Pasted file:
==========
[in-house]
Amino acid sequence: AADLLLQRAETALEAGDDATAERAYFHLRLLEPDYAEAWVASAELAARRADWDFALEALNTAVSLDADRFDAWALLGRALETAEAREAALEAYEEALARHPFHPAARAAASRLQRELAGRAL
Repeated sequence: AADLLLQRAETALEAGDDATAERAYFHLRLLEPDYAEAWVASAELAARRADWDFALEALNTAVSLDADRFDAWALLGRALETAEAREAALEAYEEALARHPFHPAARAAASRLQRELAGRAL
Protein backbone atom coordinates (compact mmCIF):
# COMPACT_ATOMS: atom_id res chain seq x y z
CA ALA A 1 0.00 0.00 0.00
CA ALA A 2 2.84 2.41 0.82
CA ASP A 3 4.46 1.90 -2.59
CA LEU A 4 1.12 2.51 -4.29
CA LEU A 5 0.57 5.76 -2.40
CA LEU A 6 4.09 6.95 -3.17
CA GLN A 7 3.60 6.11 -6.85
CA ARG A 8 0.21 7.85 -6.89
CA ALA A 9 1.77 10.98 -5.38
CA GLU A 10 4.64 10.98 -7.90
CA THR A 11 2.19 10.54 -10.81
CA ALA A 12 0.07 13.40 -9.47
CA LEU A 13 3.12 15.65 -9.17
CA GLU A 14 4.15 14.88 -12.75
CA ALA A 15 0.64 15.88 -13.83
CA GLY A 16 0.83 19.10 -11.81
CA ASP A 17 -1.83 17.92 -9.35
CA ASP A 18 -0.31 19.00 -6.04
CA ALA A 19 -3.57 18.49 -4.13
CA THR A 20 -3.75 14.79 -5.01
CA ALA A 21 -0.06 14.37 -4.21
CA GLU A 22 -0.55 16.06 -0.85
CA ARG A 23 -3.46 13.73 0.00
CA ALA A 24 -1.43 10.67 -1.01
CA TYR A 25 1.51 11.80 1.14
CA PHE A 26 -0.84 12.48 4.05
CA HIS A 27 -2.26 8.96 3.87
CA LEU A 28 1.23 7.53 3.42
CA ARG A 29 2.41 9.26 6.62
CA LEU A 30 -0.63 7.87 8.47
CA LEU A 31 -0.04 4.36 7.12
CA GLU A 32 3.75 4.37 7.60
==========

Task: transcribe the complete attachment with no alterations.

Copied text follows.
[in-house]
Amino acid sequence: AADLLLQRAETALEAGDDATAERAYFHLRLLEPDYAEAWVASAELAARRADWDFALEALNTAVSLDADRFDAWALLGRALETAEAREAALEAYEEALARHPFHPAARAAASRLQRELAGRAL
Repeated sequence: AADLLLQRAETALEAGDDATAERAYFHLRLLEPDYAEAWVASAELAARRADWDFALEALNTAVSLDADRFDAWALLGRALETAEAREAALEAYEEALARHPFHPAARAAASRLQRELAGRAL
Protein backbone atom coordinates (compact mmCIF):
# COMPACT_ATOMS: atom_id res chain seq x y z
CA ALA A 1 0.00 0.00 0.00
CA ALA A 2 2.84 2.41 0.82
CA ASP A 3 4.46 1.90 -2.59
CA LEU A 4 1.12 2.51 -4.29
CA LEU A 5 0.57 5.76 -2.40
CA LEU A 6 4.09 6.95 -3.17
CA GLN A 7 3.60 6.11 -6.85
CA ARG A 8 0.21 7.85 -6.89
CA ALA A 9 1.77 10.98 -5.38
CA GLU A 10 4.64 10.98 -7.90
CA THR A 11 2.19 10.54 -10.81
CA ALA A 12 0.07 13.40 -9.47
CA LEU A 13 3.12 15.65 -9.17
CA GLU A 14 4.15 14.88 -12.75
CA ALA A 15 0.64 15.88 -13.83
CA GLY A 16 0.83 19.10 -11.81
CA ASP A 17 -1.83 17.92 -9.35
CA ASP A 18 -0.31 19.00 -6.04
CA ALA A 19 -3.57 18.49 -4.13
CA THR A 20 -3.75 14.79 -5.01
CA ALA A 21 -0.06 14.37 -4.21
CA GLU A 22 -0.55 16.06 -0.85
CA ARG A 23 -3.46 13.73 0.00
CA ALA A 24 -1.43 10.67 -1.01
CA TYR A 25 1.51 11.80 1.14
CA PHE A 26 -0.84 12.48 4.05
CA HIS A 27 -2.26 8.96 3.87
CA LEU A 28 1.23 7.53 3.42
CA ARG A 29 2.41 9.26 6.62
CA LEU A 30 -0.63 7.87 8.47
CA LEU A 31 -0.04 4.36 7.12
CA GLU A 32 3.75 4.37 7.60